Anyone in Germantown today can tell you a story of getting lost in a maze of streets in a development. Looking at a map of the city is like looking at a bunch of connected spider webs. But there was a Germantown before development. The roads of old Germantown are still there, but hidden within the labyrinth. How can you tell the old roads from the new?
In the past 40 years Germantown has grown from about 600 people to a population of nearly 85,000. With this growth has come a myriad of new roads and streets. But despite tremendous growth, Germantown still has many of its original roads. Many of these roads have been widened, shortened or lengthened, but some retain much of their original appearance. On the western edge of Germantown Black Rock Road, Burdette Lane and Schaeffer Road north of Burdette Lane are protected by the county’s “Rustic Roads Program” and cannot be changed. As you will see, the old roads were usually named for the place they lead to or from, or for a landmark along the way.
The ICC’s Great Granddaddy?
The oldest road in Germantown, other than Frederick Road (Rt. 355) which was discussed in last month’s column, is Clopper Road. This road was mandated by the Maryland General Assembly in 1792 to go from the Mouth of the Monocacy River where there was a ferry across the Potomac River to Virginia, to join the Frederick-Georgetown Road at what is now Gaithersburg. It actually goes even further back in time, having been based on an old Indian Trail. The part through Germantown was first called MacCubbin’s Mill Road as that was the first owner of the mill later known as Clopper’s. It remains essentially intact, although widened in some areas.
The next oldest is Baltimore Road, The sections in Germantown now named West Old Baltimore Road and Brink Road. Baltimore Road was actually the first intercounty connector, directed by the General Assembly in 1794 to connect the ferry across the Potomac River at the Mouth of the Monocacy River all the way to Rt. 40 east of Green’s Bridge over the Patuxent River. It was heavily used by miners and farmers in Virginia to bring their products to market and ships in Baltimore.
The main road through Germantown is Germantown Road (Rt. 118). This road was constructed in the 1840s to connect Neelsville Presbyterian Church with Darnestown Presbyterian Church as they were served by the same minister. Where it crossed Clopper Road German Immigrants built shops to serve the local farmers and the crossroads was soon known as Germantown, and that is how Germantown got it’s name. Originally named Darnestown/Neelsville Road, it changed to Darnestown/Germantown Road in the early 20th century, and became simply Germantown Road around 1960. In 1998 a six-lane bypass was completed from Middlebrook Road to just past Clopper Road. The old sections of Germantown Road were renamed Liberty Mill Road on one side of the overpass over the Railroad, and Walter Johnson Road on the other side.
Connecting Roads were built in the mid-1800s to link these roads with each other and with other main roads of the time. Waring Station Road, although not having the “Station” added until after the railroad in 1873, connected Clopper Road to Frederick Road at Middlebrook Mills as early as 1820, passing through the two farms of the Waring family. It continued as Blunt Road to link with the Baltimore Road (now Brink Road) near Goshen Mills. Riffleford Road connected Germantown Road with Darnestown Road (Rt. 28) crossing Seneca Creek at a ford, hence the name. A little later in the century Middlebrook Road connected Germantown Road with Frederick Road at Middlebrook Mills. Neelsville Church Road was also constructed around this time to link Frederick Road with the Baltimore Road and Goshen Mills via Blunt Road.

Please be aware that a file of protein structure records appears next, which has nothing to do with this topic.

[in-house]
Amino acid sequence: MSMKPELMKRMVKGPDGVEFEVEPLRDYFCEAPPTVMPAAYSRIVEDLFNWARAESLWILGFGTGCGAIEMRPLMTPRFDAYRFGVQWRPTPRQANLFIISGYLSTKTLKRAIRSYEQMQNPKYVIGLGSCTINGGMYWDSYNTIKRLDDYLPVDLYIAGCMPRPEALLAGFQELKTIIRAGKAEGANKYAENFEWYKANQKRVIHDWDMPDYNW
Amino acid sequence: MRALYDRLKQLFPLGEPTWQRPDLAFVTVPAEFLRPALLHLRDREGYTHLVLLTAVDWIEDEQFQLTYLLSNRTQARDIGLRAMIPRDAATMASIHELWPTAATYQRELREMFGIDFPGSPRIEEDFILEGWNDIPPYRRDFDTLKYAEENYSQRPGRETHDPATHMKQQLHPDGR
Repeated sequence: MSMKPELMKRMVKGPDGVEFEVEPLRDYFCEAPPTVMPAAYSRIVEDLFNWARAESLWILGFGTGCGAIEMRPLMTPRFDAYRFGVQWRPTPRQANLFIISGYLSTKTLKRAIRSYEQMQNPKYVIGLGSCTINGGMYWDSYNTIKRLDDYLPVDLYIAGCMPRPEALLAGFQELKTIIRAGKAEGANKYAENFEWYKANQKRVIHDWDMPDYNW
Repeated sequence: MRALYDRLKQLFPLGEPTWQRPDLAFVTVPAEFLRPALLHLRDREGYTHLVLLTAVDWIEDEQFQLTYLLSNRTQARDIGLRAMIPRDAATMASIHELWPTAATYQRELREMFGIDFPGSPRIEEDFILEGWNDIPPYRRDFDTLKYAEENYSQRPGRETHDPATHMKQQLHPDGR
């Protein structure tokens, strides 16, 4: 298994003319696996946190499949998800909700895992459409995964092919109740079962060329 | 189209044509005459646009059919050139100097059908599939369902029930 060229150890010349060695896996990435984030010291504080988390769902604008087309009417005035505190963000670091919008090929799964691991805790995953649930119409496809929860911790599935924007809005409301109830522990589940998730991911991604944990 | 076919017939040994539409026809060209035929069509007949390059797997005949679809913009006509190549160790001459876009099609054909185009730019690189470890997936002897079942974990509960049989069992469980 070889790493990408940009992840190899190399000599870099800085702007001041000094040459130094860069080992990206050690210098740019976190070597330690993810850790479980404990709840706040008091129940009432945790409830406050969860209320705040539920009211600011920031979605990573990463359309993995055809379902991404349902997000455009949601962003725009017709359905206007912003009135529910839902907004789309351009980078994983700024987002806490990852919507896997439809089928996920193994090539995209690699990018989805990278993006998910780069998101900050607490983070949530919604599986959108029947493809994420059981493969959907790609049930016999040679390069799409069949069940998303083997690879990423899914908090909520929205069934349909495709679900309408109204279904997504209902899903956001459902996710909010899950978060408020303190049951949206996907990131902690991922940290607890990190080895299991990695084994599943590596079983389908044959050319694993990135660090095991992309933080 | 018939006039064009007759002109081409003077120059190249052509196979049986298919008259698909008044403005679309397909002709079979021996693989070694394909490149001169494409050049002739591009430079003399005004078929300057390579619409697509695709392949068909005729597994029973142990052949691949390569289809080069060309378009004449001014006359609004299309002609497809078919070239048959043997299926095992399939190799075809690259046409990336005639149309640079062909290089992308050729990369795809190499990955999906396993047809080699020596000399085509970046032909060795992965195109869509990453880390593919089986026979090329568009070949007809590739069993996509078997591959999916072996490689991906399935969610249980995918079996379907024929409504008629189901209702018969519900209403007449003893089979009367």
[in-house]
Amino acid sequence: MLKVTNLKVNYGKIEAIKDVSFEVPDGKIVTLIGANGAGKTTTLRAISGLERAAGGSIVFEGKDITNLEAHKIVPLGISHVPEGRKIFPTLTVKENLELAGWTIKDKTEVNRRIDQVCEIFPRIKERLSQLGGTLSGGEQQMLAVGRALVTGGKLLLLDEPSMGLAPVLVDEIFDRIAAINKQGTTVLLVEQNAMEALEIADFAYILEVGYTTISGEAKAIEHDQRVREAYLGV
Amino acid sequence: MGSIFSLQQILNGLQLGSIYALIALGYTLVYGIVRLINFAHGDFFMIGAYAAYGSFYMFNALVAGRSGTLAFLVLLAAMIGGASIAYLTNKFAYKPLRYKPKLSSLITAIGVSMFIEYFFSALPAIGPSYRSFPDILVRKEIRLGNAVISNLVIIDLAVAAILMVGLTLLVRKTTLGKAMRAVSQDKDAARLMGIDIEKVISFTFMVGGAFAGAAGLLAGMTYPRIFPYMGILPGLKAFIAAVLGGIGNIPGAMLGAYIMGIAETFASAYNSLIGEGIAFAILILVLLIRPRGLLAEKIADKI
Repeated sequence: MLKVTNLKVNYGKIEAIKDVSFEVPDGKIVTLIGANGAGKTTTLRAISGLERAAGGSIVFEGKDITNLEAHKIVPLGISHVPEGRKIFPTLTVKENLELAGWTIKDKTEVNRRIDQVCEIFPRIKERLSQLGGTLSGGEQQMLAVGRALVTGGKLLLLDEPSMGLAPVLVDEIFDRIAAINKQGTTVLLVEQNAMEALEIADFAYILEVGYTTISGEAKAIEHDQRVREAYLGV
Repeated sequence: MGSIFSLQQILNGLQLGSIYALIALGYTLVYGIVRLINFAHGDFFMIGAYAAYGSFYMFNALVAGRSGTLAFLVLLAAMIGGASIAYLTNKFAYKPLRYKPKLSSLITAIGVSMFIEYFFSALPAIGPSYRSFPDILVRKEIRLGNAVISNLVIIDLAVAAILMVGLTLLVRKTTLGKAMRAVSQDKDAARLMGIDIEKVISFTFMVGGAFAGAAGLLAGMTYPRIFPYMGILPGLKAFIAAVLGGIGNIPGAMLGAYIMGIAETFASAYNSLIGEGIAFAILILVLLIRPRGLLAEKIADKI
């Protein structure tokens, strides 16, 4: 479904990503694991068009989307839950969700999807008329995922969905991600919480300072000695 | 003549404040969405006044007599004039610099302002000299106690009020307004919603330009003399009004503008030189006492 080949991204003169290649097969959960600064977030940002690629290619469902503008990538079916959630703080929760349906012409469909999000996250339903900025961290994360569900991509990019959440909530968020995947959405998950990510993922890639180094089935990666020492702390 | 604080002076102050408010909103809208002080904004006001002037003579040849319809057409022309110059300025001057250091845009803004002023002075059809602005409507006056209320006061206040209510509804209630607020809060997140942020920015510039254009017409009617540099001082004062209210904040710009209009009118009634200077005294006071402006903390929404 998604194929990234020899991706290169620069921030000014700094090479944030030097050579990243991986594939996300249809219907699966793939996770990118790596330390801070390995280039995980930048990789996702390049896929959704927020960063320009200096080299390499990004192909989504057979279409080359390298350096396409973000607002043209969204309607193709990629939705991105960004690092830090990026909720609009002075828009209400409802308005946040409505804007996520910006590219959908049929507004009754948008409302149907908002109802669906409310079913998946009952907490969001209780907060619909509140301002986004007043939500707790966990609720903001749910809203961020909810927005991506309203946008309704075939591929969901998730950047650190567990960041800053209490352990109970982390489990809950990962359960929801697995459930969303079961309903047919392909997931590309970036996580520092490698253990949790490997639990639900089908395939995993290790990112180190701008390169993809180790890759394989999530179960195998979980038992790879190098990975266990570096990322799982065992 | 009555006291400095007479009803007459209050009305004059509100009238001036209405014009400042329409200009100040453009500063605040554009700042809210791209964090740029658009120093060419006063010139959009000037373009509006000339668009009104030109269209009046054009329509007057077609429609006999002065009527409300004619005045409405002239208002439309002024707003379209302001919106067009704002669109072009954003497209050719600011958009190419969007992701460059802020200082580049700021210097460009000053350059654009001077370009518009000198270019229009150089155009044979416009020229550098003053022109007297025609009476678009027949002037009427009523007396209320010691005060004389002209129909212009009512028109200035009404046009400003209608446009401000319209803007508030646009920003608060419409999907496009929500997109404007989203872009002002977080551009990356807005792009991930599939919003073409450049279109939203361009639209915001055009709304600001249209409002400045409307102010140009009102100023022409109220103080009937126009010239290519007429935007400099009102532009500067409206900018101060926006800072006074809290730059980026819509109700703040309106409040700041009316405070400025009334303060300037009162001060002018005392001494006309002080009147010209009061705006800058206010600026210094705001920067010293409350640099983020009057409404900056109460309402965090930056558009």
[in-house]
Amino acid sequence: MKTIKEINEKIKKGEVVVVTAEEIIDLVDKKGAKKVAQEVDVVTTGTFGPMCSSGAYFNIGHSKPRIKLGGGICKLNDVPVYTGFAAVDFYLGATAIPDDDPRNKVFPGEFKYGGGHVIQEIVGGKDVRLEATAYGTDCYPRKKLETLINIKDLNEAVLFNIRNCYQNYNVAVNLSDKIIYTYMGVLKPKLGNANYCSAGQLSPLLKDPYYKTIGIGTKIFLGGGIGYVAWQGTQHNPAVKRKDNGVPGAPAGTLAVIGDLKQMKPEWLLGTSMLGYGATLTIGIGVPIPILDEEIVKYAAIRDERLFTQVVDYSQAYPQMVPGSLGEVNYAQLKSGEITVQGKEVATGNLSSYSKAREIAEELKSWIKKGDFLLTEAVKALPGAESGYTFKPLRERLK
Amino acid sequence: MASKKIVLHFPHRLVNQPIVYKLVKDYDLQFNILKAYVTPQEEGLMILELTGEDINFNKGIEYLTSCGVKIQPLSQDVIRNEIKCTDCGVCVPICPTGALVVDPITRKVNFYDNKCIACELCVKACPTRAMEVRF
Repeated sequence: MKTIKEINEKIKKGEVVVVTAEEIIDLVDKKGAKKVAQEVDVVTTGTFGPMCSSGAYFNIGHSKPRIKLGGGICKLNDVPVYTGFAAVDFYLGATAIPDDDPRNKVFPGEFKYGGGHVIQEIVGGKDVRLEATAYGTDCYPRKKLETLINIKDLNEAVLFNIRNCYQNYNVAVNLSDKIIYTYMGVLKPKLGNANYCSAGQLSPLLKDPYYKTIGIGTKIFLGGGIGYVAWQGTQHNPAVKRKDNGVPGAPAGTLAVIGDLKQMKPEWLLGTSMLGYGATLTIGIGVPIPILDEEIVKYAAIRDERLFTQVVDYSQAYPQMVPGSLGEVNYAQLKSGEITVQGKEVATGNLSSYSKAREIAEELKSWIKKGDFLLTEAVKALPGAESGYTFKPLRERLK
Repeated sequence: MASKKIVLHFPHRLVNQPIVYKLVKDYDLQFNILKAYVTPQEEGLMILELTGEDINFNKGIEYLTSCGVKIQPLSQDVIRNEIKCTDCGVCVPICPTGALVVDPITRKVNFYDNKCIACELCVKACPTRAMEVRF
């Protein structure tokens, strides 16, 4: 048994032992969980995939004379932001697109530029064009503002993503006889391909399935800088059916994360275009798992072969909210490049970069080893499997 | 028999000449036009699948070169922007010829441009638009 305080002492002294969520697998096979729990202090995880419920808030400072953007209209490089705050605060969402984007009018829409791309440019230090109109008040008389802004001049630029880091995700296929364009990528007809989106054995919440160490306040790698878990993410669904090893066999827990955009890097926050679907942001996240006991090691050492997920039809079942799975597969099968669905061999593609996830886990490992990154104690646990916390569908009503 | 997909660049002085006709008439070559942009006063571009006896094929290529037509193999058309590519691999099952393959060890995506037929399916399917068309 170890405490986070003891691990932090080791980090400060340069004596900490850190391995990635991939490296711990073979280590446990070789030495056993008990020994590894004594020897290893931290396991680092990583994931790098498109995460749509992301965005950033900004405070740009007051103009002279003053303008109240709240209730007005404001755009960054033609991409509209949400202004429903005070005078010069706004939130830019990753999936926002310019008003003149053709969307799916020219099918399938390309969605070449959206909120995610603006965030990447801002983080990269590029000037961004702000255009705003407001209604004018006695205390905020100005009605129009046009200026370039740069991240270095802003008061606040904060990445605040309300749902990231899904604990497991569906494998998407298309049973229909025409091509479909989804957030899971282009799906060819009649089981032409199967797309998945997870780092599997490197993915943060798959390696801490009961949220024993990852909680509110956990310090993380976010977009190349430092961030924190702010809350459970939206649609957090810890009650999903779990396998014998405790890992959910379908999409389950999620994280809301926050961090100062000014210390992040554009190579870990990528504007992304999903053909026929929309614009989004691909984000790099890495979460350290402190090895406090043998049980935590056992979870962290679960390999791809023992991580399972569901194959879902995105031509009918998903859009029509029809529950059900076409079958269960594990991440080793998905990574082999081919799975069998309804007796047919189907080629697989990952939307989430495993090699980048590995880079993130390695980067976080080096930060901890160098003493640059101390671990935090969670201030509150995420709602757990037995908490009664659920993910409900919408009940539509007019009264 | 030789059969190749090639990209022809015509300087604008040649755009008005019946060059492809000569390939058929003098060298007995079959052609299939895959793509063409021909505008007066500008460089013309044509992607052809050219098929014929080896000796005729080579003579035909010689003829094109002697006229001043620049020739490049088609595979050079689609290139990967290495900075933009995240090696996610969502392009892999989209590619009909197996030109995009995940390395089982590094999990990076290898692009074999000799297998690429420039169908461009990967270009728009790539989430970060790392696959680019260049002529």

Farms and Mills
You can see already the prominence of mills in the building of roads. All of the farmers had to get to the mills to have their wheat and corn ground, so roads to the mills were often made by the millers and the farmers in cooperation. In Germantown the mill roads include Black Rock Road (1815), Watkins Mill Road (1783), and Hoyles Mill Road (1850). Black Rock Road, being a County “Rustic Road,” is very much the same. Watkins Mill Road has a somewhat different alignment where it crosses Seneca Creek and ended at Blunt Road and Neelsville Church Road. Only a small part of Hoyles Mill Road is currently open to vehicles. The remainder has been made into a hiking trail which crosses Little Seneca Creek on a new bridge. The southern section of the road, connecting with Schaeffer Road, is now Leaman Farm Road, Kings Crossing Boulevard, Cresmount Road and Bubbling Spring Road.
The last category of old roads are the farm roads, named for the farm through which they run. Blunt Road (c1800) is named for the Blunt family, owners of Woodbourne, a historic house which still stands overlooking the road near it’s intersection with Brink Road. Blunt Avenue (1890) near the Germantown Railroad Station is named for the same family who owned land there as well. Schaeffer Road is named for the Schaeffer Farm of the early 20th century, and Burdette Lane for the farm of the Burdette family of the same period. Mac Mateny was not a farmer but a cattle dealer who bought old caws from local farmers and held them in a barn and field near the train station until they were ready to be shipped out on the train. In the mid 20th century the zig-zaggy Mateny Road originally went from Germantown Road (now Liberty Mill Road) near the train station to connect with a lane to the Wallich Farm, and then on to Clopper Road. Now bisected by Great Seneca Highway, the northern part is called Mateny Hill Road, part is called Mateny Road, and part is no longer used.
Next month I will tell you how the naming of new roads and streets can be a power play.